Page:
§ 73. Mr. BETTERTON
asked the Minister of Agriculture whether his attention has been called to the recent conviction at Nottingham of two men, who were described in the Police Court us officials of the Ministry of Agriculture, for cruelty in connection with the slaughter of infected animals, when one of these men went in amongst the herd with a poleaxe and wounded a heifer above the eye, which subsequently escaped to an adjoining farm and was eventually shot; is ho aware that the same man then fired at four beasts with a shot-gun loaded with No. 6 shot, which then took refuge in the Trent, while another beast, which 1342 had been wounded and an eye blown out, swam across the river, where it was left all night before being despatched, and that the time occupied in the slaughter of 20 animals was from a Friday morning to a Saturday night; whether these men are still in the employment of the Ministry; and whether he will cause instructions to be issued by the Board specifying and limiting the methods of slaughter, and directing that only competent persons be employed, in order to ensure that similar barbarities may be avoided in the future?
The MINISTER of AGRICULTURE (Sir Arthur Boscawen)
I would refer my hon. Friend to the reply which I gave on the 1st instant to the hon. Member for Kincardine and Western. The statements in the second part of the question differ from the information I have received and, in view of the public interest in this case, I propose to circulate in the OFFICIAL REPORT a full report on the matter by one of the Ministry's senior inspectors. The two men who were convicted are no longer in the employ of the Ministry, but I would point out that the butcher concerned has been employed on several previous occasions by the Ministry and, with this exception, has always carried out his work in a competent manner. I need hardly add that I greatly regret the occurrence, but it must be remembered that the Ministry was called upon to deal with a most serious outbreak, which at one time threatened to become epidemic right through the country, and was only stopped by the exercise of very drastic powers. Notwithstanding the difficulties involved, this and one other are the only cases brought to my notice in which the slaughtering was not carried out in a thoroughly humane manner.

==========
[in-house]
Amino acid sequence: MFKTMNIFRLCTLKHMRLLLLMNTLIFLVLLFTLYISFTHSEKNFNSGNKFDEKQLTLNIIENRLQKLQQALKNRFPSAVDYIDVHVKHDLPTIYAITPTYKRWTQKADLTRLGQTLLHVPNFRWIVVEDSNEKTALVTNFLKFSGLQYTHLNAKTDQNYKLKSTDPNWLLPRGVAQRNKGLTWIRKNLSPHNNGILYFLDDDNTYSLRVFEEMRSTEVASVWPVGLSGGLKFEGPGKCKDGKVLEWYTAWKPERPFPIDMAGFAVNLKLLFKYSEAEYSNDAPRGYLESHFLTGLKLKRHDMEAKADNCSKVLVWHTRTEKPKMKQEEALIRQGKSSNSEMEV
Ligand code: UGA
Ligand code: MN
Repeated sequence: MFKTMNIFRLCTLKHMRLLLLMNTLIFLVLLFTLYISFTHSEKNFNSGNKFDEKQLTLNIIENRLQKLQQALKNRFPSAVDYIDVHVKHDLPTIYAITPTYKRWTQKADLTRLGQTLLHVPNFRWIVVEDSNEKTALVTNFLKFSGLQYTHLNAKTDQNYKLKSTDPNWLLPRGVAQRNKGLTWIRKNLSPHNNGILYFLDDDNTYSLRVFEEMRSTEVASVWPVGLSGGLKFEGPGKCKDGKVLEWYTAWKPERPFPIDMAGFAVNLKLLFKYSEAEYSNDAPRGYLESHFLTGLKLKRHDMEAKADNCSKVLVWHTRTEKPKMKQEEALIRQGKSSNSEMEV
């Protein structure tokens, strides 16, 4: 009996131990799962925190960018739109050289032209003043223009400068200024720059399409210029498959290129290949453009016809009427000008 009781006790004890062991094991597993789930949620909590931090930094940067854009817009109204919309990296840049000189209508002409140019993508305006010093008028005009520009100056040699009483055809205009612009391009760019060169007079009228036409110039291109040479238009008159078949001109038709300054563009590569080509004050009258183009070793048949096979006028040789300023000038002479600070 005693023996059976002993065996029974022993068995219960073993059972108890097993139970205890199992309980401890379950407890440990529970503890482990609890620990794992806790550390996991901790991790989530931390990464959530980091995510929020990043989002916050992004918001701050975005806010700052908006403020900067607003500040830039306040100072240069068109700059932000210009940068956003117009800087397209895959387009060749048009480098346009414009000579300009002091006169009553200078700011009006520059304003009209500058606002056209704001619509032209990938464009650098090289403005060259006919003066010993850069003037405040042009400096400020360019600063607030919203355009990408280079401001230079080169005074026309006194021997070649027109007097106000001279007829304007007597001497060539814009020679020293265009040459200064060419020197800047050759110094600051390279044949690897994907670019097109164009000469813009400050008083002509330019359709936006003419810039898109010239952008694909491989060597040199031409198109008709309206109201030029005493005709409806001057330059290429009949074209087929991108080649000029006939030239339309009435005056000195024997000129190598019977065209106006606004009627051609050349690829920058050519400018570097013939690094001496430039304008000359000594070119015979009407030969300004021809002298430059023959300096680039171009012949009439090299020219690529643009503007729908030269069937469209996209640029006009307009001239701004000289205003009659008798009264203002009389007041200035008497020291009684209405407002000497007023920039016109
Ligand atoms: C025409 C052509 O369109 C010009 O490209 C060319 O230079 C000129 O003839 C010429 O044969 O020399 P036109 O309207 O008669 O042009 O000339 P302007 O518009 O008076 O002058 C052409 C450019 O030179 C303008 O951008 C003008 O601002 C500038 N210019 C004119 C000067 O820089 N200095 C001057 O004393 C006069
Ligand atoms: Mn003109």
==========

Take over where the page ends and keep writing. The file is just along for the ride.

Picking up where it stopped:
§ Mr. BETTERTON
Will the right hon. Gentleman give an undertaking that in future only the humane killer will be used?
Sir A. BOSCAWEN
If my hon. Friend refers to the answer I have given, he will see that in all cases in this outbreak we have insisted on the use of humane killers, and no less than 300 of these have been provided. In these cases the humane killer was used until such time as these animals stampeded.
§ Following is the Report referred to: